Canned beets are much sweeter and softer than their fresh equivalents. The crunch is muted and somehow that seems to impact the flavor of the beet.
Canned beets have a much milder flavor and are even less likely to retain the ‘dirt’ flavor many associate with them.
Beets are commonly home canned, and that process may involve either salt or sugar. So the end result may be more sweet or savory, depending on the preferences of the canner.
What Do Pickled Beets Taste Like?
Pickled beets, depending on how they’re pickled, have a very sweet and sour profile.
The pickling process can be done with added sugar. In this case, the sweetness of the beet will be the defining flavor, with only a hint of fermented tang.
However, beets can also be picked with dill and garlic, similar to the ever-popular dill pickle. This will still be sweet, but the overwhelming flavor would be dill and garlic.
Many people also enjoy pickling their beets with spicy peppers or pepper seeds.
The hot, spicy, sweet, and sour combination is almost confusing to your palette, but it makes an amazing addition to tacos or Mexican food when diced finely and used as a garnish.
How to Cook Beets
Cooking beets can be a messy ordeal if you’re not sure what you’re doing. Beets will stain hands, wood, clothing, and nearly anything else they come into contact with. So be careful not to get the raw juice all over your kitchen.
There is a secret to saving yourself this frustrating hassle: Wash your beets well and then cook them with the skin on.
Once they’re cooked, they will leave some color, but it does not stain as quickly nor as permanently as raw beet juice. Also, the skin will rub off effortlessly, taking with it much of the woody, muddy flavor.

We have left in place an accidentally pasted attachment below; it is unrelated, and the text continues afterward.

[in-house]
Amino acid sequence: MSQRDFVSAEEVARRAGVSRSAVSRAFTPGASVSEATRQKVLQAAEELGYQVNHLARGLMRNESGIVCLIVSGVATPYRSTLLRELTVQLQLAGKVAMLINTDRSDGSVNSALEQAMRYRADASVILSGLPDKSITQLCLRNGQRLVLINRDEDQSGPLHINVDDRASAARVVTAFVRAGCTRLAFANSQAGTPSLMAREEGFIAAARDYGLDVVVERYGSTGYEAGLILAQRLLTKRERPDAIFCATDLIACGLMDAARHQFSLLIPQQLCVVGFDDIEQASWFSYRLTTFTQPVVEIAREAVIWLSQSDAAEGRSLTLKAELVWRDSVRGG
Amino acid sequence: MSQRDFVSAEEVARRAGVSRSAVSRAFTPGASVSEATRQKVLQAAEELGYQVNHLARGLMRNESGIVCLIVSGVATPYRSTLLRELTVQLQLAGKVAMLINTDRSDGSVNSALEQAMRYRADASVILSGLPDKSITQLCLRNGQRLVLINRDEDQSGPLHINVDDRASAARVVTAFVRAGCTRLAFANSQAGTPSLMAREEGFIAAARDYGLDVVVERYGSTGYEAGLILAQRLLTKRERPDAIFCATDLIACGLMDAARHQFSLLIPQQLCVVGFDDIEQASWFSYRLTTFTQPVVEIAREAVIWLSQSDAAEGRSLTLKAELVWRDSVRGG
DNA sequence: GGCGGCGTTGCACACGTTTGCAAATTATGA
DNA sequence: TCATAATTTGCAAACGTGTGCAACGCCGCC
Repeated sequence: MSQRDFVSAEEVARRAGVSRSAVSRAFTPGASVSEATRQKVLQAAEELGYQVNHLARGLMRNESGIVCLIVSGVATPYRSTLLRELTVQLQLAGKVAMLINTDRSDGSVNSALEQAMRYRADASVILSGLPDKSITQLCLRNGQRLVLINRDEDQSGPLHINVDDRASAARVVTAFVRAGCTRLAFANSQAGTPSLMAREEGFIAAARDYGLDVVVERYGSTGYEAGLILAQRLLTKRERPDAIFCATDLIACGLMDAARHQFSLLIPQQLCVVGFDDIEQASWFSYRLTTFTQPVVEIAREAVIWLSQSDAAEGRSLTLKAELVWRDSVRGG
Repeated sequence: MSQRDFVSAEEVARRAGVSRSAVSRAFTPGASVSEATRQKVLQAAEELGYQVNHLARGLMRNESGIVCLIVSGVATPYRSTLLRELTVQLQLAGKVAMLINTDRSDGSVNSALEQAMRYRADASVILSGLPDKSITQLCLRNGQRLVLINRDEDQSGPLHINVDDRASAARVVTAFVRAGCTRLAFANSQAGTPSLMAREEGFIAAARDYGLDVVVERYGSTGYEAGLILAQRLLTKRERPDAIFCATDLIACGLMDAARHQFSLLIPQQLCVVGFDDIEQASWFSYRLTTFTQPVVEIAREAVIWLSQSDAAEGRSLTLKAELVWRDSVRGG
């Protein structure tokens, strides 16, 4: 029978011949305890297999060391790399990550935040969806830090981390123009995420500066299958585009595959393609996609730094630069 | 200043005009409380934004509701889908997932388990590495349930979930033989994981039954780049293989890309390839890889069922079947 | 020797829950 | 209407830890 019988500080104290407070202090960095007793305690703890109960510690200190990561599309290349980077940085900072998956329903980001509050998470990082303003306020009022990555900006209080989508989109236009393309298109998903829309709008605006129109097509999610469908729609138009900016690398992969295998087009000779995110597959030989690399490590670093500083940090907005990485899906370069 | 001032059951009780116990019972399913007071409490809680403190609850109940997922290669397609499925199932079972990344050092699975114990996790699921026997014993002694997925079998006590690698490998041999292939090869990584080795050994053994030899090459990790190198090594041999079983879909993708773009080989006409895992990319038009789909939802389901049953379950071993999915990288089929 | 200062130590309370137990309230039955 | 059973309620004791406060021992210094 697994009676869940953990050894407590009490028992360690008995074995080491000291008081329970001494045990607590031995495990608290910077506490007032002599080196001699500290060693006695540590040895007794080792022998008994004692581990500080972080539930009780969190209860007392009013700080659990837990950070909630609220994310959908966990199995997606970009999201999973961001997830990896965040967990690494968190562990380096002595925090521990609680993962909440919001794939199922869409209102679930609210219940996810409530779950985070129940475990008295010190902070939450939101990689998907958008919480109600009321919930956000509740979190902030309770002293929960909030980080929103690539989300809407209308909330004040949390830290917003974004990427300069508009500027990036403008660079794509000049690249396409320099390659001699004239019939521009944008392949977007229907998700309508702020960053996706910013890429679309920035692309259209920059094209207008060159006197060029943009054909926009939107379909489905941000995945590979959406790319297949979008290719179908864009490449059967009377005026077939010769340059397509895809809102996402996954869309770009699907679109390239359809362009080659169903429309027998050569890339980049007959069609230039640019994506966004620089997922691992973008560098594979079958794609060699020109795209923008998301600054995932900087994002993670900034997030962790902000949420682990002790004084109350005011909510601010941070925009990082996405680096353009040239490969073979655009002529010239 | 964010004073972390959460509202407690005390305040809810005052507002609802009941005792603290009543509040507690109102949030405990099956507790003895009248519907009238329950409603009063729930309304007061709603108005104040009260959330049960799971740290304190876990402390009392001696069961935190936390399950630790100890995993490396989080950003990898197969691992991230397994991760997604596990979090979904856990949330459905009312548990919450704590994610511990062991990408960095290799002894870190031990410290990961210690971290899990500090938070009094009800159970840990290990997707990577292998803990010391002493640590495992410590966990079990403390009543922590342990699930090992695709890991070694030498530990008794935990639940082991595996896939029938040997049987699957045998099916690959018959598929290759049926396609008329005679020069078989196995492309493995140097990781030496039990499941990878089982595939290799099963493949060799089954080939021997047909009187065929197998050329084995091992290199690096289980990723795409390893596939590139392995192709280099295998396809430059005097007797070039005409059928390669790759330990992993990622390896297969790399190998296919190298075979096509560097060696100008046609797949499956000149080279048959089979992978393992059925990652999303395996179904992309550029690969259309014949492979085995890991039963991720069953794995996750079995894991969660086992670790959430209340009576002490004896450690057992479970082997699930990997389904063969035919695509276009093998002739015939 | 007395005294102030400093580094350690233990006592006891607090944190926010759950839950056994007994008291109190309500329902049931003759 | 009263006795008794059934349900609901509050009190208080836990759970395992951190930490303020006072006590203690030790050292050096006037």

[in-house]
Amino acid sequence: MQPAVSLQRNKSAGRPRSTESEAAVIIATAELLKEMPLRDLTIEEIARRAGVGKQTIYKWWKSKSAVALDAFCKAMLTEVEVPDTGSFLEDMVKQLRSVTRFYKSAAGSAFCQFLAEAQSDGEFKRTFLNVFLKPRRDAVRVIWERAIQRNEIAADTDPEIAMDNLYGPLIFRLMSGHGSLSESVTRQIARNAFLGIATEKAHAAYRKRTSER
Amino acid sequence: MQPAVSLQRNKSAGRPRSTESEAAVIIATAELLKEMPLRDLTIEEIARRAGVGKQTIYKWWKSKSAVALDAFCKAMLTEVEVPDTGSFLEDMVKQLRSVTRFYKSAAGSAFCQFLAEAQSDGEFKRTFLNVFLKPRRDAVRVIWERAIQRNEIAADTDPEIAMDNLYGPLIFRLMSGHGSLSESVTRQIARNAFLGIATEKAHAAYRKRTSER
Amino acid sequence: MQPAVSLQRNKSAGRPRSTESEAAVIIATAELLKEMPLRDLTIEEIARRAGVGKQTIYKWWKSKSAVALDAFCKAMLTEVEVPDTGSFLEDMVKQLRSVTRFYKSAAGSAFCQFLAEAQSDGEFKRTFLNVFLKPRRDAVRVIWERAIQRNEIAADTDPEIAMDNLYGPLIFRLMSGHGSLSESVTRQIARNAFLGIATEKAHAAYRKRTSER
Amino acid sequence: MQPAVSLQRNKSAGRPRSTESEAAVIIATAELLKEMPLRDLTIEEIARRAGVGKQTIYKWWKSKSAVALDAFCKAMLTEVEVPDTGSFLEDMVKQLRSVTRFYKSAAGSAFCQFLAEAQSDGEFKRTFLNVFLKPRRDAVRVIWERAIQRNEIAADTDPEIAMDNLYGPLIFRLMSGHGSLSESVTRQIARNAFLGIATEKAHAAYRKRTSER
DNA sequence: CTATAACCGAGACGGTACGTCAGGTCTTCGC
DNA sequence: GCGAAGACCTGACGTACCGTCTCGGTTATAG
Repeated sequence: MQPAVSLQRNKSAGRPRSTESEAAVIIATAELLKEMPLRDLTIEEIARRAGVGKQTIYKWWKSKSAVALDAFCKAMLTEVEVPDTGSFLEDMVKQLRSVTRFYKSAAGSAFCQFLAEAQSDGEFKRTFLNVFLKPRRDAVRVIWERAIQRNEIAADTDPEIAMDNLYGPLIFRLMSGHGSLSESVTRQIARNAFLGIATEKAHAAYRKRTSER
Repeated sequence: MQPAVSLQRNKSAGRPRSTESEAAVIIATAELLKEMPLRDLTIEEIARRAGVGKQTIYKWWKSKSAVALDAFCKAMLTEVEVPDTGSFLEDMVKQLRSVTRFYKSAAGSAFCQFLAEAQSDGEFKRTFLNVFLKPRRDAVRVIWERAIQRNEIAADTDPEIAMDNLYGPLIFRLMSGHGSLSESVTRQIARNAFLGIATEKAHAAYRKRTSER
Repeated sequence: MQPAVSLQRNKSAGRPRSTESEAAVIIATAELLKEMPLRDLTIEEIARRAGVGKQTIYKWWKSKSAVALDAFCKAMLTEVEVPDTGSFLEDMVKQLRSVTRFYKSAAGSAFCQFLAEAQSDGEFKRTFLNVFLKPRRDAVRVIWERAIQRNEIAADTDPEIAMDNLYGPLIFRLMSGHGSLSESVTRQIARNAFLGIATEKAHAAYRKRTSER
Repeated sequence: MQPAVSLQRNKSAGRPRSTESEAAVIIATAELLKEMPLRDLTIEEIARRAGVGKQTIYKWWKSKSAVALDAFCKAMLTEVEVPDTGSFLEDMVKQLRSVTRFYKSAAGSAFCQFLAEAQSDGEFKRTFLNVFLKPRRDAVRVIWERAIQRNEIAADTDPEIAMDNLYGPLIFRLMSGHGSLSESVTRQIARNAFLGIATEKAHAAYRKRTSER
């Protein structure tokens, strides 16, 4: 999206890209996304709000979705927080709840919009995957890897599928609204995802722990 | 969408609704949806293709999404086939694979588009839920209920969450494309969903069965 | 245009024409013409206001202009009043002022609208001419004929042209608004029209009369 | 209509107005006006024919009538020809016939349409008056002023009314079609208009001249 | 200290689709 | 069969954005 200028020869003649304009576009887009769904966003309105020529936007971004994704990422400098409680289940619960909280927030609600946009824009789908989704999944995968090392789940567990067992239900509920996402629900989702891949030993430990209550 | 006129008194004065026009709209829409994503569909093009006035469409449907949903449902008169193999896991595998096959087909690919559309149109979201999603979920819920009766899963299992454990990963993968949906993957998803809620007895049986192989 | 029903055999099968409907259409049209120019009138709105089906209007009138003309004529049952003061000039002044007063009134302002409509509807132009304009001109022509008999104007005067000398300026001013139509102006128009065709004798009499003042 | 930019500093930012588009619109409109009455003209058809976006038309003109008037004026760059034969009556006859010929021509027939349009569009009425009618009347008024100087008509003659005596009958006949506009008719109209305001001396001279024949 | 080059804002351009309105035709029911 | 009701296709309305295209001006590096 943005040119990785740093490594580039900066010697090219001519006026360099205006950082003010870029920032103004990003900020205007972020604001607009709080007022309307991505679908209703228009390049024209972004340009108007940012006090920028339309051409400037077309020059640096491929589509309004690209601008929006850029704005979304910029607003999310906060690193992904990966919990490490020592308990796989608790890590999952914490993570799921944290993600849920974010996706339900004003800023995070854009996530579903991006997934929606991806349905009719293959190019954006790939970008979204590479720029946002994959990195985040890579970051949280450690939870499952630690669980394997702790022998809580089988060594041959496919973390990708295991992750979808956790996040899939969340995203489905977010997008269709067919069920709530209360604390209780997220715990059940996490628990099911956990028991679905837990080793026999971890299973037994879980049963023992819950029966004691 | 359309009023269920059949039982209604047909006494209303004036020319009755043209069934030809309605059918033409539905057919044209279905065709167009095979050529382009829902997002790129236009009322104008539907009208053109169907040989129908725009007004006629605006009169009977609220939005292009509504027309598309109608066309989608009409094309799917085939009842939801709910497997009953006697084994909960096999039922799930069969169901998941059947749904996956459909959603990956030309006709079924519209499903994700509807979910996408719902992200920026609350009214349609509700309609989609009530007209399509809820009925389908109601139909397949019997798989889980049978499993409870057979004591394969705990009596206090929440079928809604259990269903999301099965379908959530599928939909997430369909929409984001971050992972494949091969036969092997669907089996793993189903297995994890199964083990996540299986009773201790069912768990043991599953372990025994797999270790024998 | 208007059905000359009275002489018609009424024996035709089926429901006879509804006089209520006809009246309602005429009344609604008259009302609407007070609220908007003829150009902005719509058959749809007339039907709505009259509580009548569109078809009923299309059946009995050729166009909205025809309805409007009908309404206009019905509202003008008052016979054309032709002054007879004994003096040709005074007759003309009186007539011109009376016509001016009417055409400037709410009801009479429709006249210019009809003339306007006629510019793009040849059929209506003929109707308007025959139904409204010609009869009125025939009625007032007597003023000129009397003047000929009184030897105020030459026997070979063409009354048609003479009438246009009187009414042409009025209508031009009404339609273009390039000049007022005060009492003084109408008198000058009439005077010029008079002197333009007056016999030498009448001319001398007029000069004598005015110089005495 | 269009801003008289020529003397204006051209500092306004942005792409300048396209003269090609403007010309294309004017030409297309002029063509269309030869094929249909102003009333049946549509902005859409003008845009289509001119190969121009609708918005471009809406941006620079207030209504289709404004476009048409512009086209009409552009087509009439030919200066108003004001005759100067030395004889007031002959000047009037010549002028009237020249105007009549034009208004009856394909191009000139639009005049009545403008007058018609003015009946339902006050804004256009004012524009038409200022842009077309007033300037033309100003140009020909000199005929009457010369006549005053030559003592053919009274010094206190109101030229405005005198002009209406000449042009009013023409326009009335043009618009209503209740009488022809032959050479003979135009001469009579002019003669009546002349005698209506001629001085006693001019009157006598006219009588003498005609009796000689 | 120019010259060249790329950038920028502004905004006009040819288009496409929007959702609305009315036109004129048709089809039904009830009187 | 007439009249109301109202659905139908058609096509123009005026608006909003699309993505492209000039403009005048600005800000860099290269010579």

If you peel your beets before cooking them, the flavor of the earth will still be on your beet and it will steep in the water, flavoring your beets.
If you leave the skin on, the dirt flavor will be pulled out into the skin and the water but the flesh of your beets will be protected against it, rather than soaking in it.
The only time you’ll want to peel beets raw is if you’re eating them raw. Even then, blanching them for 2–3 minutes in boiling water then submerging them in an ice bath will make the process much quicker, easier, and less of a mess.
There are many different ways to cook beets. For us, boiling them to half-cooked first, then peeling them and prepping them for the final dish is easiest.
Once peeled you can steam them whole, slice them, fry them, roast them, or puree them and cook them into a soup. Beets are very versatile and their flavor will change depending on how they’re prepared.
How to Make Beets Taste Better
Hopefully, we’ve convinced you to try beets for the first time or give them a second shot. But you’re probably now wondering, aside from cooking them in their skin, how to make beets not taste like dirt?